The Klein Lab studies how cells make decisions during embryo development and tissue regeneration. They utilize the lung, the blood, and early vertebrate embryos as our model systems. To gain a quantitative understanding of cellular decisions, they develop experimental and statistical approaches to measure cellular and tissue phenotypes. They additionally use theoretical approaches to infer principles from quantitative phenotypes.

    March 26, 2020 2:00 PM to 3:00 PM
    Bass Biology, Room 122
    Bass Biology Building, 327 Campus Drive, Stanford, CA 94305
  • Stanford Bio-X is now accepting Letters of Intent for the 10th Round of the Stanford Bio-X Interdisciplinary Initiatives Seed Grants Program!

    Letters of Intent must be received by March 16, 2020 at 5:00 pm PST.

    March 16, 2020 5:00 PM
  • Frontiers in Quantitative Biology Seminar

    HARRIS WANG, COLUMBIA UNIVERSITY

    The Wang lab applies synthetic and systems biology approaches to design and build new microbes with novel capabilities, leveraging both engineering and evolutionary principles. They are interested in developing platform technologies and using them to answer fundamental biological questions. Their research interests include: genome engineering; human microbiome; synthetic ecosystems; evolution and epistasis; and new genetic codes.

    March 12, 2020 2:00 PM to 3:00 PM
    Bass Biology, Room 122
    Bass Biology Building, 327 Campus Drive, Stanford, CA 94305
  • Stanford bio-X Frontiers in Interdisciplinary Biosciences Seminar

    YI ZHANG, HARVARD UNIVERSITY

    The neuronal heterogeneity and complex connections of the brain reward system prevented a deeper understanding of the drug addiction mechanisms. The study Dr. Zhang will present provides a broadly applicable strategy for understanding the molecular, cellular and circuitry mechanism of drug addiction and other psychiatric diseases.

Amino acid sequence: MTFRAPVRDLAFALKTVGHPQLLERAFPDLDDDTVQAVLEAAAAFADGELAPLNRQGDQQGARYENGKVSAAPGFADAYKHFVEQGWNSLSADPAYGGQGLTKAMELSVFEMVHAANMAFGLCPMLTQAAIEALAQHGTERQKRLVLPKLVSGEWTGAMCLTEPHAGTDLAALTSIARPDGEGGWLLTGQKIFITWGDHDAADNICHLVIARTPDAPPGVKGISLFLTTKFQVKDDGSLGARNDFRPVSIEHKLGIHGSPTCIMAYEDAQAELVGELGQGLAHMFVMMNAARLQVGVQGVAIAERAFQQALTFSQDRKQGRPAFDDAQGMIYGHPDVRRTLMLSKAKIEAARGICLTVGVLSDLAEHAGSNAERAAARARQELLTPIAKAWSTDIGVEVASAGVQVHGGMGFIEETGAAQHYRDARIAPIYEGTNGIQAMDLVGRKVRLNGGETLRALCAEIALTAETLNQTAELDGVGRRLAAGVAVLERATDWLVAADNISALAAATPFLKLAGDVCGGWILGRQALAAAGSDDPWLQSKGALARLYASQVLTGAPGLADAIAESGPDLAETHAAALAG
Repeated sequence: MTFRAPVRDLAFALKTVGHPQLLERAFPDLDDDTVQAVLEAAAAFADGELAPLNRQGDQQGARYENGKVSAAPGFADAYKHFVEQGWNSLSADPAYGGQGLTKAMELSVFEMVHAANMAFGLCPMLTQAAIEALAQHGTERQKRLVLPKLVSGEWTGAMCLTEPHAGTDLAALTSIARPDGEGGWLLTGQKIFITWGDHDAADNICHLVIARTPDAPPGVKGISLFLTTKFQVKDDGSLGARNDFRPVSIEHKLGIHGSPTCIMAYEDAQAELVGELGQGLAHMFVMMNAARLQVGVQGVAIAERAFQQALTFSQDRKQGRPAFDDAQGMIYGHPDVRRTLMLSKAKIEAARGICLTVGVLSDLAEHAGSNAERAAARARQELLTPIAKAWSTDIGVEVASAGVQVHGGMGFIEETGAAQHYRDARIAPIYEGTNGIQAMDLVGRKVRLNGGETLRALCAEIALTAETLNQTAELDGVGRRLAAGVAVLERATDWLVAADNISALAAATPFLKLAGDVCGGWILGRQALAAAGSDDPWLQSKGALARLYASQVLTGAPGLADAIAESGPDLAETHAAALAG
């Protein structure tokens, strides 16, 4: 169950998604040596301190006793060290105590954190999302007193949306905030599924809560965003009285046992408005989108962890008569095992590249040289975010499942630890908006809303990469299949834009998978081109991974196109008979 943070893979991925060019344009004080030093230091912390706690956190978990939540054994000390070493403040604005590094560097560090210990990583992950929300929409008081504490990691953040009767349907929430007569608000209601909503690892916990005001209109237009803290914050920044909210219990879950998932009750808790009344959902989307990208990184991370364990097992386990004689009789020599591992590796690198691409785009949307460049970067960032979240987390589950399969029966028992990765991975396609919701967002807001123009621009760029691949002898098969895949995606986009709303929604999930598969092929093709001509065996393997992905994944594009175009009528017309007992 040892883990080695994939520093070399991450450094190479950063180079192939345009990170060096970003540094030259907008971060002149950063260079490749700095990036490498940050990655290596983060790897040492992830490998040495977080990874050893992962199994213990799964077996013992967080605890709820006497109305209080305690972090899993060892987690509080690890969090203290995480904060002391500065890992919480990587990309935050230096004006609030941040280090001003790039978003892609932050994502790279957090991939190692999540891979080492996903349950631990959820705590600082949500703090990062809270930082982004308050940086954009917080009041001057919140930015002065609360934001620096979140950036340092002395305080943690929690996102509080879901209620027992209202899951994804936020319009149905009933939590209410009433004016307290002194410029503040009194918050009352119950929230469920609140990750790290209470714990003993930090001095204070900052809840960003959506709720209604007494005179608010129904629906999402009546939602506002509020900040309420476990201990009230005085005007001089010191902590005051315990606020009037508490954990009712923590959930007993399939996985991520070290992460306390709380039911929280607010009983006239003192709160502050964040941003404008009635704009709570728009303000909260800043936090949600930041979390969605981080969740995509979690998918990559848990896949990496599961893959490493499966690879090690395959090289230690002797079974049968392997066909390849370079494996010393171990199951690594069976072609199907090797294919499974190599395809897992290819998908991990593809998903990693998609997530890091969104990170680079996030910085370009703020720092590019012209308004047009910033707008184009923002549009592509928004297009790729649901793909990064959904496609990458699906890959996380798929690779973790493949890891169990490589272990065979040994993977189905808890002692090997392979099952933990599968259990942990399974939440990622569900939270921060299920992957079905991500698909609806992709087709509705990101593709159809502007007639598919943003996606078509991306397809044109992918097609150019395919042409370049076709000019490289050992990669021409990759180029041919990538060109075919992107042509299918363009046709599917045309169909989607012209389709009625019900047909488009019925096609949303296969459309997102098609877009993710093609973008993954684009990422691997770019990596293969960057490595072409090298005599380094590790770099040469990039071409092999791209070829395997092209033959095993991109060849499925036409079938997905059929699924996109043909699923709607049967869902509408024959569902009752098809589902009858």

March 05, 2020 4:00 PM to 5:00 PM
    Clark Center Seminar Room S360
    James H. Clark Center 318 Campus Drive West, Stanford, CA 94305
  • Stanford Bio-X Frontiers in Interdisciplinary Biosciences Pre-Seminar

    XIAOKE CHEN, DEPARTMENT OF BIOLOGY

    Attend Dr. Chen's pre-seminar presentation to learn more about Dr. Yi Zhang's seminar, "Understanding drug addiction by classification and characterization of cell types of the brain reward system", to be held Thursday, March 5th.

    March 03, 2020 4:00 PM to 5:00 PM
    Clark Center Seminar Room S361
    James H. Clark Center 318 Campus Drive West, Stanford, CA 94305
  • Frontiers in Quantitative Biology Seminar

    SOPHIE HELAINE, HARVARD UNIVERSITY

    Salmonella is the causative agent of various diseases, ranging from gastro-enteritis to typhoid fever. We have recently discovered that upon infection of host cells, there is a dramatic increase in the proportion of the Salmonella population that forms persisters. A family of genes, named Toxin/Antitoxin modules, is known to be involved in the formation of persisters in a non-pathogenic bacterial species, but almost nothing is known about these genes in pathogenic bacteria like Salmonella. The Helaine lab investigates their function, particularly in relation to persistence of Salmonellato antibiotics during infection. Understanding mechanisms of action of such genes could provide ways to prevent bacteria from becoming persisters, or force them out of that state so they become re-sensitised to antibiotics.

    February 27, 2020 2:00 PM to 3:00 PM
    Bass Biology, Room 122
    Bass Biology Building, 327 Campus Drive, Stanford, CA 94305